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GM Against Colo. Bill To Help Terminated Dealers

Automaker says Colorado bill requiring it to reimburse terminated dealers for upgrades made in last five years will hamper efforts to become profitable and repay government loans.

DENVER (AP) -- General Motors Co. is launching a $60,000 radio and print ad campaign against a bill aimed at helping Colorado dealerships terminated by GM and Chrysler Group LLC.

The bill would require carmakers to reimburse the dealers for upgrades they were required to make in the past five years. Some upgrades cost millions of dollars.

The dealers also would get a right of first refusal if the manufacturers later award another franchise nearby.

GM said the Colorado bill bypasses an arbitration process approved by Congress and will tie its hands as it works to become profitable and repay billions of dollars in government loans as planned in June.

"This legislation threatens our ability to essentially run our business at the retail level," GM spokesman Greg Martin said.

As part of its massive restructuring, GM told about 2,000 dealers nationwide last year that it planned to revoke their franchise agreements this October. Chrysler cut off 789 dealers last summer.

Congress passed a bill allowing dealers to appeal to arbitrators. GM has already reinstated about 100 dealers through its own appeals process.

The Colorado House has passed the state bill involving dealerships, and the Senate is considering it.

GM also is keeping tabs on legislation in Virginia, Ohio and Massachusetts tied to plans to end franchise agreements. So far, ads are only planned in Colorado and Massachusetts.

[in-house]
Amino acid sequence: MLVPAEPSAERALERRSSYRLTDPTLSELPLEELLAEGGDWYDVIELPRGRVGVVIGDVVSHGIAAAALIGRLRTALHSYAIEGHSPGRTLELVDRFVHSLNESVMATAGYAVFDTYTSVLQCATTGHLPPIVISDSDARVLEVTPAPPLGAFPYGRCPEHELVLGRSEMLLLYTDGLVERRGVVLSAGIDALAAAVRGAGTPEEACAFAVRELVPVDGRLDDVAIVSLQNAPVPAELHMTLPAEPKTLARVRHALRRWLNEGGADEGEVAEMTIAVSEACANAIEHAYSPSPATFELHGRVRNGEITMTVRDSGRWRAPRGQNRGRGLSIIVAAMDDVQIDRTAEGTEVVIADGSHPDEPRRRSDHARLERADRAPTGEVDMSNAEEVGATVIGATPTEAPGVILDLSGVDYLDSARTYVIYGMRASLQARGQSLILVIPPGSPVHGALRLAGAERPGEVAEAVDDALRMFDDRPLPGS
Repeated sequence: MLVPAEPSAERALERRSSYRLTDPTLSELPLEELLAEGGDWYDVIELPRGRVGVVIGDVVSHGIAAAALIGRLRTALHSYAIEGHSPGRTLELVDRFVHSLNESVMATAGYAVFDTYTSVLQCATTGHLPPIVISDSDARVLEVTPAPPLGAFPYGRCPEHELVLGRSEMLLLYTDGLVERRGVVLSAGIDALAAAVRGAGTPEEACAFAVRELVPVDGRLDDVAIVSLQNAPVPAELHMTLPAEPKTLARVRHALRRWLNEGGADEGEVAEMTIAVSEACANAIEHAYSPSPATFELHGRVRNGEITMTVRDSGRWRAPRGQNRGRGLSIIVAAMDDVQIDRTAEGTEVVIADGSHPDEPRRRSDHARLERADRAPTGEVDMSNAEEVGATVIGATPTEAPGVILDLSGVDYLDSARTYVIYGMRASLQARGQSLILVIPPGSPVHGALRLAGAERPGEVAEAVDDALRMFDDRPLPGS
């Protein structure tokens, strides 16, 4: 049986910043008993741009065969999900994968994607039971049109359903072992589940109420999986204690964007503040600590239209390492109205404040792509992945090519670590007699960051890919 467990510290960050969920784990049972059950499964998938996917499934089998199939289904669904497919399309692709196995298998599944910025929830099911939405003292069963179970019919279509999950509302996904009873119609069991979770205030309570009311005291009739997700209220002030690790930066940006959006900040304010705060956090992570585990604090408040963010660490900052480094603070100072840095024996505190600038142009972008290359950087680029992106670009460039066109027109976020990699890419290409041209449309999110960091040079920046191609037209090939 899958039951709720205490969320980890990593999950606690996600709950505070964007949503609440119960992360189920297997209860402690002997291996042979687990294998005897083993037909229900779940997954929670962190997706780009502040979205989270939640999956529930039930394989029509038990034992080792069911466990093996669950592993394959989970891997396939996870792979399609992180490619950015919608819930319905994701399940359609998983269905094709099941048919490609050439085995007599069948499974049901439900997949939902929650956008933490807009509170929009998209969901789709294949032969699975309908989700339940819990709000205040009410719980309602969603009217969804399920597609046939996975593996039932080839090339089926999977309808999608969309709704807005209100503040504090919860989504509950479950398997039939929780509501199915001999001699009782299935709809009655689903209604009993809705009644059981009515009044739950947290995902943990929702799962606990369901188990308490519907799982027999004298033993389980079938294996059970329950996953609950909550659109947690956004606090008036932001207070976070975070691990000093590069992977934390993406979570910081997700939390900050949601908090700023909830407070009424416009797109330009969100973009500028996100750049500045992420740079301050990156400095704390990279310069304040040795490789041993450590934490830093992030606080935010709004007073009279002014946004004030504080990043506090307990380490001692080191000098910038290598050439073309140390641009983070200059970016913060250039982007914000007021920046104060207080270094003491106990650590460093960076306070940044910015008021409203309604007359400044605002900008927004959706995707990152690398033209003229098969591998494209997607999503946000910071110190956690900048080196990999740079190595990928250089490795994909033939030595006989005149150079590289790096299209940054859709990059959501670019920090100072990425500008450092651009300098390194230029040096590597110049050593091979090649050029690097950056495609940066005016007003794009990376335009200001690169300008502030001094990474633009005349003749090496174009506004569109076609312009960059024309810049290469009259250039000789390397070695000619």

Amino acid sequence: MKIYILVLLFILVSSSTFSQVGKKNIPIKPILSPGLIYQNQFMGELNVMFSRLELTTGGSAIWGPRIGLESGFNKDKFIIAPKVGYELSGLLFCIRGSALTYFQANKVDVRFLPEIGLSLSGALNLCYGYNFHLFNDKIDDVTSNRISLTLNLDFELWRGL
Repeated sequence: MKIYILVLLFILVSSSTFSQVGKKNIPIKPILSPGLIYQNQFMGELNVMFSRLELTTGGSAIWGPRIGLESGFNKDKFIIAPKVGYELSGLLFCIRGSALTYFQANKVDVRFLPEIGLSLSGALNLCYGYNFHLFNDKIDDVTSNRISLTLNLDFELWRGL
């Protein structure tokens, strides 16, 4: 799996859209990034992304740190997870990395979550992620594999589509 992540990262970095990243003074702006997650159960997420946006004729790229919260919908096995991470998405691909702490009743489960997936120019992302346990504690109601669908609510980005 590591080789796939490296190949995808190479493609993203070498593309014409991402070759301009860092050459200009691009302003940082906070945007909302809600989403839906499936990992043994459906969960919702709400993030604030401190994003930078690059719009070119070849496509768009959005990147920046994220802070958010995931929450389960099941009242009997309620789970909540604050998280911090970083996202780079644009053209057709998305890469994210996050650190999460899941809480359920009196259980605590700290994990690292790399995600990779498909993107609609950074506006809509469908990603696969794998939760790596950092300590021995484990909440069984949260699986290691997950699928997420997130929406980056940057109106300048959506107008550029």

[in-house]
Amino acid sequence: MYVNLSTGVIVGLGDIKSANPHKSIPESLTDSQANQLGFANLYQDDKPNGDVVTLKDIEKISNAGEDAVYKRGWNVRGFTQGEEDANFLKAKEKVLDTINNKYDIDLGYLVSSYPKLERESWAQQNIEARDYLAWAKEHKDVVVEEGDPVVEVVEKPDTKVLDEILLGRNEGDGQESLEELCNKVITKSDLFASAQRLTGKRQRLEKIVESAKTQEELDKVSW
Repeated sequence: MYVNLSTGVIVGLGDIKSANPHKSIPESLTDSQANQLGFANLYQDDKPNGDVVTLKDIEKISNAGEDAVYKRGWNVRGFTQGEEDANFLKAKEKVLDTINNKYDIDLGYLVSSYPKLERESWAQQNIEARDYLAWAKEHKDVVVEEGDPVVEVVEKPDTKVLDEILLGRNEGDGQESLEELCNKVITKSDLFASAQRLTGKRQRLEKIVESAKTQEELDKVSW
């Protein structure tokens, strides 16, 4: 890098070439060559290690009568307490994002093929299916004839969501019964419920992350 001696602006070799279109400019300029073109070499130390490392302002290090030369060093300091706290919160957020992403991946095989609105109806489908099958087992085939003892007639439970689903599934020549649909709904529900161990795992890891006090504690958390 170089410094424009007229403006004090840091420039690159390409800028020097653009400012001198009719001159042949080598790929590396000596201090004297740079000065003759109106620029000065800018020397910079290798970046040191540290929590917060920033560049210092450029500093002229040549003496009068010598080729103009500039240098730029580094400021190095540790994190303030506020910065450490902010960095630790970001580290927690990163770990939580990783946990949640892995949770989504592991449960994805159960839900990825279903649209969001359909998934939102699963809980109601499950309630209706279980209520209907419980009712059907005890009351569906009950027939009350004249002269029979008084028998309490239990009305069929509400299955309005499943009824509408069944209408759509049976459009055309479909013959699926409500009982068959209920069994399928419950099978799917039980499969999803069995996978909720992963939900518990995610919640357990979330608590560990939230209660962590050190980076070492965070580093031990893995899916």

The ads to begon Friday in Colorado say the bill's requirement for reimbursement of upgrades doesn't account for depreciation, and the clause on right of first refusal would apply even to poorly performing dealerships.

Fourth-generation dealership owner Elizabeth Daniels, who sells Chevrolets in Colorado Springs, said the ads wouldn't be well-received.

"If GM took money from taxpayers, they better be spending it wisely to do their housekeeping and get their ducks in a row and not worry about the likes of Colorado dealers wanting a fair deal," she said. "This is money poorly spent."

Colorado Automobile Dealers Association President Tim Jackson said 25 GM dealers in Colorado are slated to be cut off. Daniels is among dealers who are appealing.

GM's restructuring, approved by a federal bankruptcy court, required sacrifices across the board, not just dealers, Martin said. GM cut vehicle brands and models, jobs, benefits, salaries and closed several plants.

Chrysler had no immediate comment on the Colorado bill.

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